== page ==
“People think they are protecting the other person by not telling the truth about their feelings,” says Laurie Gerber, a president of Handel Group Life coaching. But fighting is like tearing those microscopic muscle fibers during a strength training workout, she says. “You have to break it down to build it back stronger.”
So with Gerber’s help, we’ve put together your fight-right cheat sheet. No screaming, no shying away, and no forgiving until the problem’s actually solved.
Set the Rules
Will you never storm out on a fight? Will you always let him finish talking before you start? If the past has taught you that some of your tendencies are far more hurtful than helpful, you should probably set some ground rules on fighting fair, says Gerber. It will help keep things productive and protect your relationship from, well, yourselves.
Write out the feelings that you’re afraid to say aloud, says Gerber. It’s important to take everything to the table. Already know what you are going to own up to—even if it’s failing to bring up your feelings sooner. Also think through a solution before presenting the problem. What do you hope to get out of the argument?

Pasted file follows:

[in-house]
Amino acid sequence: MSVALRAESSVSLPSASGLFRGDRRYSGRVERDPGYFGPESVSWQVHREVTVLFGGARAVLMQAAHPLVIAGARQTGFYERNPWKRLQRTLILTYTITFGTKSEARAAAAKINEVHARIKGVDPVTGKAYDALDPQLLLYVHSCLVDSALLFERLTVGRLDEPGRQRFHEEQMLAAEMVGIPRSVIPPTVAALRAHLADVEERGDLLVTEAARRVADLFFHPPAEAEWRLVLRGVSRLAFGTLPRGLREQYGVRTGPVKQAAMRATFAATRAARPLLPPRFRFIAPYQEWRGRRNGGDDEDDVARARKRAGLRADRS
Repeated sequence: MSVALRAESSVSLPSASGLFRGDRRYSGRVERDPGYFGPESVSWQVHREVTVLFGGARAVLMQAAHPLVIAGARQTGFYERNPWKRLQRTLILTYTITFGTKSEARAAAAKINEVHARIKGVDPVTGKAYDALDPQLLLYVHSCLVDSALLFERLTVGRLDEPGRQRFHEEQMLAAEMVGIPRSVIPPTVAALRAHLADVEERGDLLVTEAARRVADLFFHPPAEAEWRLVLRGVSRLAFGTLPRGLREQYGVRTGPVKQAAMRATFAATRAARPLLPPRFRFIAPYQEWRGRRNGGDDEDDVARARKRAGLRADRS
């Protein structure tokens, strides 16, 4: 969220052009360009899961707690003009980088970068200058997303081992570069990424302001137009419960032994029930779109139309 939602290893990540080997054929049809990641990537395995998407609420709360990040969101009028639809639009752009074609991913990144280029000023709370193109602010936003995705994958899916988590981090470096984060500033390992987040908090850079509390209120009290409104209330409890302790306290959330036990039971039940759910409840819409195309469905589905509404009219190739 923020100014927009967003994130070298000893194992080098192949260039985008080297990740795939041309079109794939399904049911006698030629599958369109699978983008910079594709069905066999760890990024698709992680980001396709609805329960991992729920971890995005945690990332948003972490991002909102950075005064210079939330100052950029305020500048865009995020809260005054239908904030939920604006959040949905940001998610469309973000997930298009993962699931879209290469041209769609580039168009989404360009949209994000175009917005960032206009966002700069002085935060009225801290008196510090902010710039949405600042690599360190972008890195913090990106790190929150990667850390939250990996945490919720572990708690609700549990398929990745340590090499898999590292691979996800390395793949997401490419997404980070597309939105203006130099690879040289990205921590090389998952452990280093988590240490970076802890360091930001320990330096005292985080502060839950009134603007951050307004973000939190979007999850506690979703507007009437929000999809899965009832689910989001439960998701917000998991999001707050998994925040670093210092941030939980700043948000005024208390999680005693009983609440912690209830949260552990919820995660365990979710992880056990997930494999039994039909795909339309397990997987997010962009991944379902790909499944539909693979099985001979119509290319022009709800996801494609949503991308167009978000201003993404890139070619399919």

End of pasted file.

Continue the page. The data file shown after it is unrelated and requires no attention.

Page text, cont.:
The worst way to start a serious talk is with a sneak attack, says Gerber. It immediately puts the other person on the defensive. Tell him, “I have something important to talk to you about. Do you have 15 minutes now or sometime today to talk?”
Tell him why you want to have the conversation. “I love you and want to be honest with you” is a good one. If your reason isn’t friendly, you aren’t ready for the conversation and should spend some more time cooling off, she advises.
Get the Facts Straight
“We are really (not good) at listening,” says Gerber, who says it took her 10 years to realize her faulty listening skills in her own marriage. “During arguments and discussions, we are very busy thinking about our own thoughts and what we think [the other person] will say.” The result could be misinterpreting what’s actually said, so take notes and repeat back—without interrupting—what you believe you are hearing. Likewise, make it clear that what you say/accuse each other of is your perception, not necessarily the truth, and you both want to hear the other’s side of things.